Best Books: 2023 | 2022 | 2021 | 2020 | 2019 | 2018 | 2017 | 2016 | 2015 | 2014 | 2013 | 2012 | 2011 | 2010
Summer Reads: 2024 | 2023 | 2022 | 2021 | 2020 | 2019 | 2018 | 2017 | 2016 | 2015 | 2014 | 2013 | 2012


Vashti Harrison (Little, Brown)

Harrison’s empowering ode to self-love begins with a smiling baby who has a “big laugh and a big heart/ and very big dreams.” Through a series of emotionally driven digital images set against dreamy pastel-hued backdrops, the happy, bouncing infant grows into a girl who, when faced with cruelty about her size, reminds herself that “she was good.” Throughout, deceptively simple text emphasizes the self-affirming message that it’s okay to take up space.


Elena Rides

Juana Medina (Candlewick)

Elena, the enthusiastic purple elephant star of this on-the-move early reader, strives to polish her cycling skills. Rhythmic couplets and plenty of action verbs reveal with verve what happens as Elena takes off, tongue sticking out—and meets the first of several disasters. Across boldly rendered scenes of action, drama, and eventually victory, Medina captures substantial emotional highs and lows, making for an inspiring tale of persistence that’s just right for anyone tackling a learning curve.


Oh No, the Aunts Are Here

Adam Rex, illus. by Lian Cho (Chronicle)

Via a quartet of unconditionally, relentlessly loving aunts, Rex and Cho breathe new life into a staple of kid humor: the oblivious-to-personal-space older relative. Exasperatedly observed second-person text and kinetic art show the aunts swarming their beloved nibling, kitted out with fanny packs, lip balm, and sun visors. As their visit turns fantastical, they prove that they’re good people to have on one’s side in this high-spirited, high-comedy portrait of intrusive, effusive loved ones.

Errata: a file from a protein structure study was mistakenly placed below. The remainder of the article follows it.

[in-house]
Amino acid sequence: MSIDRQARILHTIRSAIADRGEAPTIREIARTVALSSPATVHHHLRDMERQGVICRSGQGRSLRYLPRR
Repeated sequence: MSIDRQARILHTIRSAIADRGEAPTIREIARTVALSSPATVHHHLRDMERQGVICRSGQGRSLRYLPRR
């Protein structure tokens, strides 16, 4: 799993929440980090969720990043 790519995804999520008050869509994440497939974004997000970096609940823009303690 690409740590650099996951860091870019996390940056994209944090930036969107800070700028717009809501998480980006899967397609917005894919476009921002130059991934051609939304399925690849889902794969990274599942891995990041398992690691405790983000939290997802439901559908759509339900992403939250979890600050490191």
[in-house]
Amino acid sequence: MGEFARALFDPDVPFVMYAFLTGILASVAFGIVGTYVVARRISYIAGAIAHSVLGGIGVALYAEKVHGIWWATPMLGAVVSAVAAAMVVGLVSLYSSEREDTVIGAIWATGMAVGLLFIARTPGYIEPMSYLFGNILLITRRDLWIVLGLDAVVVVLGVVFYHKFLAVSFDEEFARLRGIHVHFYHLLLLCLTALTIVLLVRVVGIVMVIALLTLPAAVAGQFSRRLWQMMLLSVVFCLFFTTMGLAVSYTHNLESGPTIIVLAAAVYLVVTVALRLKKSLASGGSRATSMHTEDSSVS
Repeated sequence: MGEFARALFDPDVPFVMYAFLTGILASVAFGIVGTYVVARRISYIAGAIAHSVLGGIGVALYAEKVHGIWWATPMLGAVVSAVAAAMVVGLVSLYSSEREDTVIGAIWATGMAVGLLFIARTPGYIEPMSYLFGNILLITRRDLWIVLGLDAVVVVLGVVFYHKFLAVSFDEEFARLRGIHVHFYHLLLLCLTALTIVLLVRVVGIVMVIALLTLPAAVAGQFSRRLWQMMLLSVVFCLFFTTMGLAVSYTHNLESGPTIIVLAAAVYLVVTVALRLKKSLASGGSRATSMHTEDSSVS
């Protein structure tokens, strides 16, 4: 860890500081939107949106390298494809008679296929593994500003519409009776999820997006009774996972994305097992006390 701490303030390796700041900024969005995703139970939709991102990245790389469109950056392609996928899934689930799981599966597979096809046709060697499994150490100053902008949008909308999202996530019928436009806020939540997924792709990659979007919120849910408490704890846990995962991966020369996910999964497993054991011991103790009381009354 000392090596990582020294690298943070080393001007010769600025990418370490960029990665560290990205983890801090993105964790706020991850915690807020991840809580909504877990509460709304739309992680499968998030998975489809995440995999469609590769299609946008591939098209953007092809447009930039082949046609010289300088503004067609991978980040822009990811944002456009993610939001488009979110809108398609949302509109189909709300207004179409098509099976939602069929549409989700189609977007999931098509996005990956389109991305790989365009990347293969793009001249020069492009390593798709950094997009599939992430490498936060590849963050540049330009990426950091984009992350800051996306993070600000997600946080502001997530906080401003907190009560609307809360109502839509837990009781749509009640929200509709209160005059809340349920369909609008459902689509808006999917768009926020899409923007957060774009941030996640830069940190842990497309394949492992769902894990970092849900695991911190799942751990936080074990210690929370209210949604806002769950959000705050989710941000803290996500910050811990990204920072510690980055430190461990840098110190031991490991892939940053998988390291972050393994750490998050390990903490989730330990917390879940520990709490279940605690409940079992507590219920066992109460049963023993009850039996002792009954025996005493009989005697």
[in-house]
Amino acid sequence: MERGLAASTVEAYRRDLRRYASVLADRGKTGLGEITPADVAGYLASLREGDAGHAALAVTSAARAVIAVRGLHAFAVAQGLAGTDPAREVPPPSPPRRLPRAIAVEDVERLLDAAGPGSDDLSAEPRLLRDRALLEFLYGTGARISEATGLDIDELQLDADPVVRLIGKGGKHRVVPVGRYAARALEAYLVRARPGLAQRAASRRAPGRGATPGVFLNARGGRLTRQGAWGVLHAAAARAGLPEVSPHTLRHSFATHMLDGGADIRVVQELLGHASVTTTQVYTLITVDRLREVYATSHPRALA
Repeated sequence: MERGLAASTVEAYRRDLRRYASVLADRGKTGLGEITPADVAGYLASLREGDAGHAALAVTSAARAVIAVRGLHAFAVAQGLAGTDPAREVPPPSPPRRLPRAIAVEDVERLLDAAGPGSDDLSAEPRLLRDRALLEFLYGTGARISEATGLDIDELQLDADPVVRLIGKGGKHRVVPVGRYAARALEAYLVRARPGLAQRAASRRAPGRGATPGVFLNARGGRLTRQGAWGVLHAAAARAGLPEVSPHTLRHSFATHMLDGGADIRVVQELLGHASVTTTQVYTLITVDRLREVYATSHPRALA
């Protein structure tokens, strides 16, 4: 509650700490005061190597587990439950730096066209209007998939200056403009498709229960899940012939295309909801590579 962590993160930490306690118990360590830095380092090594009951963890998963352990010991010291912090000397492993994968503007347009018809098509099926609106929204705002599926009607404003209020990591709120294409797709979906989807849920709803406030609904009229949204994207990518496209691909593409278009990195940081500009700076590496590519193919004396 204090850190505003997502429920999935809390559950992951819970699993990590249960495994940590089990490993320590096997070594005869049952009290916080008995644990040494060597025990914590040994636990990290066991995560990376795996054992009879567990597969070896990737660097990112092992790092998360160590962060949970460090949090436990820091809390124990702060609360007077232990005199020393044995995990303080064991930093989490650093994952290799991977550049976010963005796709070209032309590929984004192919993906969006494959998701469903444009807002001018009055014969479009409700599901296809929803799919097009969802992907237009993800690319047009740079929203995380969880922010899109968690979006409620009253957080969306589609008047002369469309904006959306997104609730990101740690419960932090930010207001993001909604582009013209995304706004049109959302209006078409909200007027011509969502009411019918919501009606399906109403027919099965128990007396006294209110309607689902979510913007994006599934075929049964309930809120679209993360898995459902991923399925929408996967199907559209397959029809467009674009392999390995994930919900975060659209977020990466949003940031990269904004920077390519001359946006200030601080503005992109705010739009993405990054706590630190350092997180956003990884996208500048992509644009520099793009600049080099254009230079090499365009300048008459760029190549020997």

Summer Is for Cousins

Rajani LaRocca, illus. by Abhi Alwar (Abrams)

Three generations of family gather in a water-adjacent home to enjoy summer in this lively portrait of intergenerational companionship, love, and connection that's vividly told by LaRocca. Alwar’s expressive, uniquely rendered character designs skillfully portray the expansive brood, while spreads crammed with activity (cousins pile out of cars and descend upon a local ice cream stand) convey the warmth and coziness of a bustling family vacation.


The Truth About Max

Alice and Martin Provensen (Enchanted Lion)

This jewel of a story, a never-before-published picture book by the late, Caldecott-winning Provensens, follows a rambunctious, “always hungry” tabby cat named Max, who previously appeared in Our Animal Friends at Maple Hill Farm. Via an informal, sketchbook-like narrative and thin-lined ink drawings lightly washed in watercolor, Max’s life unfolds in vignettes that depict the maturing protagonist, detail his fraught interactions and “important tail,” and hint at his “real life”: heading solo into a moonlit night.


When You Can Swim

Jack Wong (Orchard)

Spanning numerous locales—including a local pool, a sandy beach, and a winding river—this immersive telling by Wong showcases myriad children encountering the joys of swimming. Each body of water is generously detailed in pastel and watercolor, while sinuous prose offers up emotive ambiance, for example describing a lake “pitch-dark from tree bark.” These scenes, and a final suspenseful sequence, personify the way that swimming can offer feelings of autonomy, connection, and freedom.


© PWxyz, LLC. All rights reserved.